In recent years, Malaysians’ employment concepts have undergone great changes. The rise of the “gig economy” and innovative work models has upended people’s views on traditional employment. The “gig economy” and contract work refer to flexible, flexible and temporary freelance work opportunities available through online platforms or digital economy companies (DECs).
Although this new employment model creates job opportunities, it also exposes employees to unique risks, especially in terms of occupational safety and employee protection.
Accidents involving gig workers have increased dramatically in recent years. According to data from the Social Insurance Agency (Perkeso), a total of 1,872 accidents occurred among self-employed employees in 2022, equivalent to 5 accidents per day. Compared with 723 cases in 2021, this is a significant increase of 158.9%.These incidents, which range from minor mishaps to fatal accidents, illustrate the urgent need for a safety net among gig workers who lack the occupational safety nets enjoyed by traditional workers, such as workers’ compensation and employer-provided insurance..
To address this problem, the Malaysian government has launched a number of programs to encourage workers in the informal sector, including gig economy workers, to register with the authorities and join the Social Security Organization (SOCSO). One is the Self-Employed Social Security Scheme that provides up to 80% incentives for SOCSO members, and the other is the Self-Employed Social Security Scheme (SKSPS) that appoints companies to act as agents for these employees.
The affordability dilemma
Insurance plays a key role in protecting workers from the unexpected, but low-wage gig workers are often uninsured due to financial constraints.High monthly premiums have become a heavy burden for them, which explains why gig workers tend to selectively purchase advanced financial products such as insurance and investments.
For low-income groups in Malaysia, when immediate needs conflict with future protection, insurance is no longer an option. There are approximately 600,000 e-hailing and motorcycle food delivery and parcel service employees in Malaysia, but only about 230,000 have joined SOCSO. A study of more than 400 e-hailing drivers and delivery people showed that 76% had no unemployment insurance, 59% had no retirement savings, 59% had no emergency funds, 57% had no medical insurance, and 37% had no occupational injury protection. This stark disparity illustrates the stark reality that a significant portion of gig workers face when it comes to protection against misfortune or financial security.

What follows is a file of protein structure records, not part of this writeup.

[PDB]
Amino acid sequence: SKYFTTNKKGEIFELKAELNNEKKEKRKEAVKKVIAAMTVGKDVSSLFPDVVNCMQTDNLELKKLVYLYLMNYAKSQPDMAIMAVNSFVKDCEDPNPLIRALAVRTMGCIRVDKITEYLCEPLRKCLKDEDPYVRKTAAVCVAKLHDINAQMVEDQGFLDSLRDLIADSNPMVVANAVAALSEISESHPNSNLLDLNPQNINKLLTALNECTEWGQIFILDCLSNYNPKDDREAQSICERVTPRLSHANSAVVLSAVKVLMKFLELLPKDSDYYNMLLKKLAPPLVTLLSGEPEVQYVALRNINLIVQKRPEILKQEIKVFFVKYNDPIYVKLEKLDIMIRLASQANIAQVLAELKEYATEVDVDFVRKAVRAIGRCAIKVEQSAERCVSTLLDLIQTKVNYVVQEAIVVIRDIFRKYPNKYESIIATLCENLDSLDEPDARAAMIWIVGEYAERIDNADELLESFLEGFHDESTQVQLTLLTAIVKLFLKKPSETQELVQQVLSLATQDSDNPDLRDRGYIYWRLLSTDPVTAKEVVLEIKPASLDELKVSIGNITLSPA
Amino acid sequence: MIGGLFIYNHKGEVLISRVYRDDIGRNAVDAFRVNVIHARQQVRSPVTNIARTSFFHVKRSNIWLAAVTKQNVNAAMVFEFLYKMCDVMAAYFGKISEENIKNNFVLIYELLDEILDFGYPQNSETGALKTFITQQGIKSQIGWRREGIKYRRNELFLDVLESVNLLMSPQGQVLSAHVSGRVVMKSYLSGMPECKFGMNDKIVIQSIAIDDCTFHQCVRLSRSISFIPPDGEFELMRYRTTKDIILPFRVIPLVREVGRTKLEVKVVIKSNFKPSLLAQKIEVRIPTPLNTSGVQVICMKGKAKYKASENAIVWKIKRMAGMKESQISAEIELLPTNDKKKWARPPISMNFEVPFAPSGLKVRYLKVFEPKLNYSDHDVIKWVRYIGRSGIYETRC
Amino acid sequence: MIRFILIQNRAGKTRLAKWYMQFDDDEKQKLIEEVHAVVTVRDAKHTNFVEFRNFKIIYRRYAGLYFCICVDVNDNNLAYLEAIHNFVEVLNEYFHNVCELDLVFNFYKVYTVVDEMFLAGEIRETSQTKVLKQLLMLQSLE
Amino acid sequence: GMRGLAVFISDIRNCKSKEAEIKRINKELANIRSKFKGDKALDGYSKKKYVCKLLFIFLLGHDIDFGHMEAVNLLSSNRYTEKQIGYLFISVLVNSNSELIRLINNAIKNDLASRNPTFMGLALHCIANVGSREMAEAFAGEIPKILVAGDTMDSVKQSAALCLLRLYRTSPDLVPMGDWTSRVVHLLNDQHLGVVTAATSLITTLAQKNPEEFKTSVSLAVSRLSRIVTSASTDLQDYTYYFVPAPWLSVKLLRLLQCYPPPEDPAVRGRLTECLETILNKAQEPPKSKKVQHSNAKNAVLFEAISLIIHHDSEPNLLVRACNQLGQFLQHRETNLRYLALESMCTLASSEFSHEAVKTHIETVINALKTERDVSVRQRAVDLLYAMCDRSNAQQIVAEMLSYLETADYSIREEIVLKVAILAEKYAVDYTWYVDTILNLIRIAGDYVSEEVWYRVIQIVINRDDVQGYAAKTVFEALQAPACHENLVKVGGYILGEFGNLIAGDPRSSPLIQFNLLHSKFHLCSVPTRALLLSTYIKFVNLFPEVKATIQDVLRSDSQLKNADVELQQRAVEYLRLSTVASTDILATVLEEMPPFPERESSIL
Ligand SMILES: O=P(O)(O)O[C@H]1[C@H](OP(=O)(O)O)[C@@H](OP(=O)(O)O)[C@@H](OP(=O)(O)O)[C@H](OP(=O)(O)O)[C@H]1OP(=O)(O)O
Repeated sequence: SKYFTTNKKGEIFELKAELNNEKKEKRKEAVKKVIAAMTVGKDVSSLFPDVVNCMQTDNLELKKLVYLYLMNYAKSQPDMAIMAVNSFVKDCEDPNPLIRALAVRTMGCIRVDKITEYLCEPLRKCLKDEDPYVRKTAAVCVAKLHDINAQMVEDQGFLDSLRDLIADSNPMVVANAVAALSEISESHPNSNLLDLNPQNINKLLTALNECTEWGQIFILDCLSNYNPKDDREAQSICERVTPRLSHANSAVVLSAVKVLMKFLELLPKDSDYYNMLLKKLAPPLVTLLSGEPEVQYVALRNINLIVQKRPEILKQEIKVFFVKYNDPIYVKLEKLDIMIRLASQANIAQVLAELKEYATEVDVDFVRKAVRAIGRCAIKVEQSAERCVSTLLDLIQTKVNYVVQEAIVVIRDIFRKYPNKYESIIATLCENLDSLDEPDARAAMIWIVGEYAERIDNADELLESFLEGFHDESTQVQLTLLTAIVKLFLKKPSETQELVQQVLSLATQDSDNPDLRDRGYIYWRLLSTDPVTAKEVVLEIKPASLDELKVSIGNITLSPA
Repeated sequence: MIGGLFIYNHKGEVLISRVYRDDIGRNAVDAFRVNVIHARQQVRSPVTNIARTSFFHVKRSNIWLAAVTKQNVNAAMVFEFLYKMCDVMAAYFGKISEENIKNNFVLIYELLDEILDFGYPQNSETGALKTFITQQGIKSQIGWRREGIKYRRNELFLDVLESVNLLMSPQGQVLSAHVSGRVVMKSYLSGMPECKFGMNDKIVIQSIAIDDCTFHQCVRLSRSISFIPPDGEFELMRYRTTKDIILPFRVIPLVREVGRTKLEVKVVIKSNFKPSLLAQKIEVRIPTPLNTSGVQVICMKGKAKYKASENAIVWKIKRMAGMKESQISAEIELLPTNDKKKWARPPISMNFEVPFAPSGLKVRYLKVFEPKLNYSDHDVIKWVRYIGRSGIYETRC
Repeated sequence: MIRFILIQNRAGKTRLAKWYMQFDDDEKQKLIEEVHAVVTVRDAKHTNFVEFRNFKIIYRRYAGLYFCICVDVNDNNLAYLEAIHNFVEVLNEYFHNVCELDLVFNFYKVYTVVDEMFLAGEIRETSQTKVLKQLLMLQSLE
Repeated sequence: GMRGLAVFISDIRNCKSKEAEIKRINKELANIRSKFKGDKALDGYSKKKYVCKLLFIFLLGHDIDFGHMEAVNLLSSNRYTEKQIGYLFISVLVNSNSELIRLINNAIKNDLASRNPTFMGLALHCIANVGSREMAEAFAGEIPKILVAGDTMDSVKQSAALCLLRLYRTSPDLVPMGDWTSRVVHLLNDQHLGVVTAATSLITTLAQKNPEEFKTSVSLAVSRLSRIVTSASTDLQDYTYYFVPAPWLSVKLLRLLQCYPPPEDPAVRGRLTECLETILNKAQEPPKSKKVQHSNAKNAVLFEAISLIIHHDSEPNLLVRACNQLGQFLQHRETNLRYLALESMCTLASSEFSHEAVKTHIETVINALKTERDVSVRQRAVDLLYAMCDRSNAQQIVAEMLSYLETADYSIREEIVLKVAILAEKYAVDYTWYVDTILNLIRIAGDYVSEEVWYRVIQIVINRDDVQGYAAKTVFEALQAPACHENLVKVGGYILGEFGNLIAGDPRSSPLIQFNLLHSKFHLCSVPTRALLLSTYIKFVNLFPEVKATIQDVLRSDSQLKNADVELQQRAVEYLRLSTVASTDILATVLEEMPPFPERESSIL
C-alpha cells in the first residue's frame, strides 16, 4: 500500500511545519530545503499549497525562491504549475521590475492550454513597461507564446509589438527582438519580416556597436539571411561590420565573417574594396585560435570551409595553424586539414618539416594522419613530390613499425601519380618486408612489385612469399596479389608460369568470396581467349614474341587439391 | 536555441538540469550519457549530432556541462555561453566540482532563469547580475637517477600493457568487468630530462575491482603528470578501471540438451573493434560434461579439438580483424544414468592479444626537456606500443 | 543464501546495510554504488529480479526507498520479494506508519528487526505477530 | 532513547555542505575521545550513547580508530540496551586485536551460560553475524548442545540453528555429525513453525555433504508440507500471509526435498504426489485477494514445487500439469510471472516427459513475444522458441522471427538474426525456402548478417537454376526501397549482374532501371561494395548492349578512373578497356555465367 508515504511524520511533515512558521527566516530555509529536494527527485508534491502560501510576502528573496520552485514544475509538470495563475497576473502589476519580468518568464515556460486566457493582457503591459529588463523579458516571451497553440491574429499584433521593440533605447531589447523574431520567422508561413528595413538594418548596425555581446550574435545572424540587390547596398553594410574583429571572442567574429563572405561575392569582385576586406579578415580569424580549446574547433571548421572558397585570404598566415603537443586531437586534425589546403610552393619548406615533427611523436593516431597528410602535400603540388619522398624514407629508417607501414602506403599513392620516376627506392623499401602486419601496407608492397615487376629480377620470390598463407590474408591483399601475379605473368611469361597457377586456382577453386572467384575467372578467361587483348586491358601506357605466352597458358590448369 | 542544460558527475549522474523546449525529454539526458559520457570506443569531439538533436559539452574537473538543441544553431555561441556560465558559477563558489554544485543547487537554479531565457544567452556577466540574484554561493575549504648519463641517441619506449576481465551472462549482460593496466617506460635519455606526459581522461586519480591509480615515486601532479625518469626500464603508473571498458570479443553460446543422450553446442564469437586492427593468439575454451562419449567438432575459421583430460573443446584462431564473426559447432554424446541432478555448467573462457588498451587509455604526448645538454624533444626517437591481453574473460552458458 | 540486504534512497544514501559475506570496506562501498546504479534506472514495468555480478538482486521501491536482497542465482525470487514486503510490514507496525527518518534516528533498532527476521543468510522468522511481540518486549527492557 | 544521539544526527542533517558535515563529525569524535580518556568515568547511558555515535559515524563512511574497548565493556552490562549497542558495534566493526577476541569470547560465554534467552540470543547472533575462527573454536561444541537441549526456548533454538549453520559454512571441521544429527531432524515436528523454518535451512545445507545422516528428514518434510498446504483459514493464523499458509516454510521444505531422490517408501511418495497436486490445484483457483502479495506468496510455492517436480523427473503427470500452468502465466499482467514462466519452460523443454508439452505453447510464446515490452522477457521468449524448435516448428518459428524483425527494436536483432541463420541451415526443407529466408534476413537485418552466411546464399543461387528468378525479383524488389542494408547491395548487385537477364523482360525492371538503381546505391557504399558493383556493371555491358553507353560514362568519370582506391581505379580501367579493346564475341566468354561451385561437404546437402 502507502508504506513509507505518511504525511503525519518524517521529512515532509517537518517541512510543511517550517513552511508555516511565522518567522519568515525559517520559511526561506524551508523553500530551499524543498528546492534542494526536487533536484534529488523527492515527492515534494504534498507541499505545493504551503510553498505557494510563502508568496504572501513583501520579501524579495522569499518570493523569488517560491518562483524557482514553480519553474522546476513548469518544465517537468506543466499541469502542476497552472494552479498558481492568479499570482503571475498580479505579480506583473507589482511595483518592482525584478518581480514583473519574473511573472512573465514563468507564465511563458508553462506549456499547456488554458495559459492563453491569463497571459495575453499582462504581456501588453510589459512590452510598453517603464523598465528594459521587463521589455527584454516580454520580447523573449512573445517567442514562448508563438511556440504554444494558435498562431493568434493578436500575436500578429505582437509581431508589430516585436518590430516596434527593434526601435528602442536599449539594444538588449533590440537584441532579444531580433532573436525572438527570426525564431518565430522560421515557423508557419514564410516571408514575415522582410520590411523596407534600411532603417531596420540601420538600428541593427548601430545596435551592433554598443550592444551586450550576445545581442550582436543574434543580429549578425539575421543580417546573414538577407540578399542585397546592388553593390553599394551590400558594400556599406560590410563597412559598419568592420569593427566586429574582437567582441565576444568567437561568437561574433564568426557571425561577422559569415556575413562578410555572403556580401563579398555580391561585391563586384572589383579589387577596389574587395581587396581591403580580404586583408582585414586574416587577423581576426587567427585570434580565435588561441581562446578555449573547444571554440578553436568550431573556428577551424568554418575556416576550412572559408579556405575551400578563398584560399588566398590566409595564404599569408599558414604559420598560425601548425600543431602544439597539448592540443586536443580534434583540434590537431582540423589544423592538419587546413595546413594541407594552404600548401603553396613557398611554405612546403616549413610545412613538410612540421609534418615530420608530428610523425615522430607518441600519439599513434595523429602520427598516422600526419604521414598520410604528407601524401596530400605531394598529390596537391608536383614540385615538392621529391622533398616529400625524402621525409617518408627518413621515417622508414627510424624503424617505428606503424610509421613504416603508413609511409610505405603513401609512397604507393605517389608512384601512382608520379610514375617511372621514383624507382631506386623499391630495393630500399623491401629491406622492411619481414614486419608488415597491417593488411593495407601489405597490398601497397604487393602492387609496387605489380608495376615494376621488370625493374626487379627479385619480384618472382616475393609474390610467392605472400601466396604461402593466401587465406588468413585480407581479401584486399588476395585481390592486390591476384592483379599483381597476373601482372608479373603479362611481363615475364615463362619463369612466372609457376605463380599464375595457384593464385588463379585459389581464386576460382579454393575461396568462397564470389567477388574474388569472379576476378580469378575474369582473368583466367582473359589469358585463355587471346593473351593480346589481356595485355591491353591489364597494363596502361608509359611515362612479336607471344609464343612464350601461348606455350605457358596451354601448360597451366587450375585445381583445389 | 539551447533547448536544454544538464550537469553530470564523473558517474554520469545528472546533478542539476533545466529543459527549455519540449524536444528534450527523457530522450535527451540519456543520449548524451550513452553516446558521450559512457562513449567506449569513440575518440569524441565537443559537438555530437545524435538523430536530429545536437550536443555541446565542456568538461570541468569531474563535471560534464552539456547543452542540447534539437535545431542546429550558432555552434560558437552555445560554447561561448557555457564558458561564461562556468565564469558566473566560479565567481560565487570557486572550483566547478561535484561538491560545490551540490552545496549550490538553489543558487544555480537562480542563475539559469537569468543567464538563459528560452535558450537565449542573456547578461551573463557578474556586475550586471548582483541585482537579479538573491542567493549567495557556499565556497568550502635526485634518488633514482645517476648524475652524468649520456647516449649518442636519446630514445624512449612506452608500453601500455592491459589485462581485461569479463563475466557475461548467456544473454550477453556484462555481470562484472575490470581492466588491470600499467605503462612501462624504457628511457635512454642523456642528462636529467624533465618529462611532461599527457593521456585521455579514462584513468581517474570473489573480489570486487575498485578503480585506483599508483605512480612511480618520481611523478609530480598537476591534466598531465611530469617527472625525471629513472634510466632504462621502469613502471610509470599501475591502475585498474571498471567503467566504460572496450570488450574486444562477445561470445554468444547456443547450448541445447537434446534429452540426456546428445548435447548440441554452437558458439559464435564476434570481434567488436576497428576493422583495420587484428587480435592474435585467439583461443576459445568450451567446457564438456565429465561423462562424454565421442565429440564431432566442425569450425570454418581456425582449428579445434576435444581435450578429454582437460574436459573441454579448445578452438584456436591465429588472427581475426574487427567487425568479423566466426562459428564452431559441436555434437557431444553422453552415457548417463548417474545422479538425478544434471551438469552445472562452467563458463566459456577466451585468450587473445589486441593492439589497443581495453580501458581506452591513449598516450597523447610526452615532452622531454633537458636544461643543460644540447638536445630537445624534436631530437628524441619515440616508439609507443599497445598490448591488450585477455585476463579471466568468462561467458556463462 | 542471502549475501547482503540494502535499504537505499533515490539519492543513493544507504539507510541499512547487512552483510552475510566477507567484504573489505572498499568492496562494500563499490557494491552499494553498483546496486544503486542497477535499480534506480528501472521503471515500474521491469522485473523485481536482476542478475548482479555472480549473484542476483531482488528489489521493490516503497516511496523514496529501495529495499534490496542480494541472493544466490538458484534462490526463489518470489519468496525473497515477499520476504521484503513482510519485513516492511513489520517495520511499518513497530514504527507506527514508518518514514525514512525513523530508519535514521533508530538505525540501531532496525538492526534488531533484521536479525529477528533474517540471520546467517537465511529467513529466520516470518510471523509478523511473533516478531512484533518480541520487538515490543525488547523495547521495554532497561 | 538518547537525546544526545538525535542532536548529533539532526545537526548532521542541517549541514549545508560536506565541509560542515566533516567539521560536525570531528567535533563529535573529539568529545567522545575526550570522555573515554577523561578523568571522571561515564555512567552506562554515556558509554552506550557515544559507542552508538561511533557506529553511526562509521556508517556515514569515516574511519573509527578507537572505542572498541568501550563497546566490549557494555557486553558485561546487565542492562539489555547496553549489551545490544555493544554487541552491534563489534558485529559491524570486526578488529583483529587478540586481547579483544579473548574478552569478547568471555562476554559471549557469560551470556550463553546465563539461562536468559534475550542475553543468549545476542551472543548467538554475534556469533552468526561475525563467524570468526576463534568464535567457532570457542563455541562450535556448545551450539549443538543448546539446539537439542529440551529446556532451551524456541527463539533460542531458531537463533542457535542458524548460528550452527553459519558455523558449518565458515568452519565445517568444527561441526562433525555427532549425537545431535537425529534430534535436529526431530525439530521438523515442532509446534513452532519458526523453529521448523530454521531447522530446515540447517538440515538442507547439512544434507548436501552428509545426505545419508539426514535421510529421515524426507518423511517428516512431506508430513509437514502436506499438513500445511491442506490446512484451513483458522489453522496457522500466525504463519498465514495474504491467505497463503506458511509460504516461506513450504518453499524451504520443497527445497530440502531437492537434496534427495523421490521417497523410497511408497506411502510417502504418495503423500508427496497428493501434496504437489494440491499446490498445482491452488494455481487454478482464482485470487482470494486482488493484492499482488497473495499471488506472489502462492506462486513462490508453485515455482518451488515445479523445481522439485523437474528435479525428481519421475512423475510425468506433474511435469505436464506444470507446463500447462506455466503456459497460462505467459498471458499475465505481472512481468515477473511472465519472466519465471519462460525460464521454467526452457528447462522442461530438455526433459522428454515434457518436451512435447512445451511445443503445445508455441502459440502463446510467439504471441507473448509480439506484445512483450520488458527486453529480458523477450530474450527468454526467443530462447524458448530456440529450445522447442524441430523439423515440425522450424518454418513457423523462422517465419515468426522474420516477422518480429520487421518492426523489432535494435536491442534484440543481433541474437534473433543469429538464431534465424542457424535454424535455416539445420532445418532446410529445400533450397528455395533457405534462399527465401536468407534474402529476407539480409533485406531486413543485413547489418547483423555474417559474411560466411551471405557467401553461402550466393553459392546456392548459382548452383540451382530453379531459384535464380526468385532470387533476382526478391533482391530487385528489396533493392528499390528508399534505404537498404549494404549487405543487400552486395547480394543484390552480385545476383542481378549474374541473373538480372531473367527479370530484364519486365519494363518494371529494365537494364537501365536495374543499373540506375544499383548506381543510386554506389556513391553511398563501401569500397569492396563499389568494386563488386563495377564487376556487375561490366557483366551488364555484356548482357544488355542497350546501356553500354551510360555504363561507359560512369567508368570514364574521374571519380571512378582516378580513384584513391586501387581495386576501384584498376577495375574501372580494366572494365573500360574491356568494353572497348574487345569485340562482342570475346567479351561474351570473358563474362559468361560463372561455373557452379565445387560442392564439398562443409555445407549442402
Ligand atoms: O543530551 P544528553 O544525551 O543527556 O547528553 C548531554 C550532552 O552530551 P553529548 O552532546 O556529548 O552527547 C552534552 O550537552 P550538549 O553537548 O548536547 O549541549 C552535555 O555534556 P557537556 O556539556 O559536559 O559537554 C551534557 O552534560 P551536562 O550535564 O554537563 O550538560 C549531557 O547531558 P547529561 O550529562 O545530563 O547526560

A vision for inclusive security
As Malaysia’s gig economy continues to grow, security has become key to a financial cushion, providing peace of mind and stability in the face of unforeseen challenges.The biggest concern for gig workers remains income instability, so solutions and products must be designed to provide them with efficient cash flow without disrupting their daily lives.
Recognizing the unique vulnerabilities and aspirations of gig workers in the e-hailing industry, Chubb has customized a series of flexible policies and innovative solutions to meet their unique needs, from car insurance to personal accident protection.
Leading change through collaboration
As one of Southeast Asia’s premier super apps, Grab understands that e-hailing drivers and delivery partners are an integral part of the social ecosystem it serves, and has therefore partnered with Chubb since 2018 to launch innovative in-app insurance solutions in Southeast Asia plan. Through the Grab driver app, this partnership provides accident, medical and other important insurance coverage to more than 2.6 million Grab driver partners.
In addition, Grab Malaysia has partnered with Chubb to launch Grab Daily Insurance, a product designed to meet regulatory requirements for e-hailing insurance policies while taking care of the financial needs of drivers. Grab Daily Insurance allows drivers to choose between 24-hour daily insurance or takaful insurance after logging into the app.
Recently, Chubb has also teamed up with Grab Malaysia to develop insurance products, including:
- Group PA:The first personal accident insurance for drivers and passengers in the ride-sharing industry, with zero deductible and no additional fees.
- Personal Accident Plus Insurance Program(PA+):Affordable insurance plan specially designed for Grab drivers and delivery partners to protect them and their families anytime, anywhere.
- Insurance Kemalangan RPG 24/7:Personal accident insurance tailored for GrabFood, GrabMart and GrabExpress delivery partners.
Not only does this mean a significant increase in protections for all types of gig workers, it also highlights the potential for positive change when the industry comes together to pursue common goals to enhance the protection and wellbeing of workers.
As Malaysia’s job market continues to transform into a gig market, there are growing calls for strong protections for gig workers. This dynamic landscape requires cooperation between the government and the private sector.
To meet the evolving security needs of gig workers, it’s clear that enhancing employee safety and well-being is the way to go.
 Malaysia’s Economic Outlook 2020 (pp. 76)
The Gig Economy and Financial Health: A Snapshot of Malaysia and China (pp.14)
The Gig Economy and Financial Health: A Snapshot of Malaysia and China (pp.12)